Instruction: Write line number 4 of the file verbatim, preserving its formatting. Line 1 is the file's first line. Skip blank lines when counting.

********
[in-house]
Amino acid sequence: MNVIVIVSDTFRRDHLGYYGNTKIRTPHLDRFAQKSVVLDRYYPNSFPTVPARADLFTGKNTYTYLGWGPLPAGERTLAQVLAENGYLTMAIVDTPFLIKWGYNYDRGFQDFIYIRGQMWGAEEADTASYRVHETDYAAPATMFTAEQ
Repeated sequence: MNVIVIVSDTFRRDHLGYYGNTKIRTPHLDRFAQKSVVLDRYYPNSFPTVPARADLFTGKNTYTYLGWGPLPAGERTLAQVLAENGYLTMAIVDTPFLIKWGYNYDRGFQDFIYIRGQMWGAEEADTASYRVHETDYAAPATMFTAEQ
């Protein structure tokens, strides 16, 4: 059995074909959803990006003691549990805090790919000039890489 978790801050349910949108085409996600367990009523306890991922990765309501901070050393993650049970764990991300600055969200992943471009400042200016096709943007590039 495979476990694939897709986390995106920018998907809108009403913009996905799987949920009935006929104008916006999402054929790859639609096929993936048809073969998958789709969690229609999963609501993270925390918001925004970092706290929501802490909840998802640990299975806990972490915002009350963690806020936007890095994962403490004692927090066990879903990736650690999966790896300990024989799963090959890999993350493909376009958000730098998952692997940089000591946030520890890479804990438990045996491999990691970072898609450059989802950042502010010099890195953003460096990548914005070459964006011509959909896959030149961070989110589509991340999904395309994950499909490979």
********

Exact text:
């Protein structure tokens, strides 16, 4: 059995074909959803990006003691549990805090790919000039890489 978790801050349910949108085409996600367990009523306890991922990765309501901070050393993650049970764990991300600055969200992943471009400042200016096709943007590039 495979476990694939897709986390995106920018998907809108009403913009996905799987949920009935006929104008916006999402054929790859639609096929993936048809073969998958789709969690229609999963609501993270925390918001925004970092706290929501802490909840998802640990299975806990972490915002009350963690806020936007890095994962403490004692927090066990879903990736650690999966790896300990024989799963090959890999993350493909376009958000730098998952692997940089000591946030520890890479804990438990045996491999990691970072898609450059989802950042502010010099890195953003460096990548914005070459964006011509959909896959030149961070989110589509991340999904395309994950499909490979």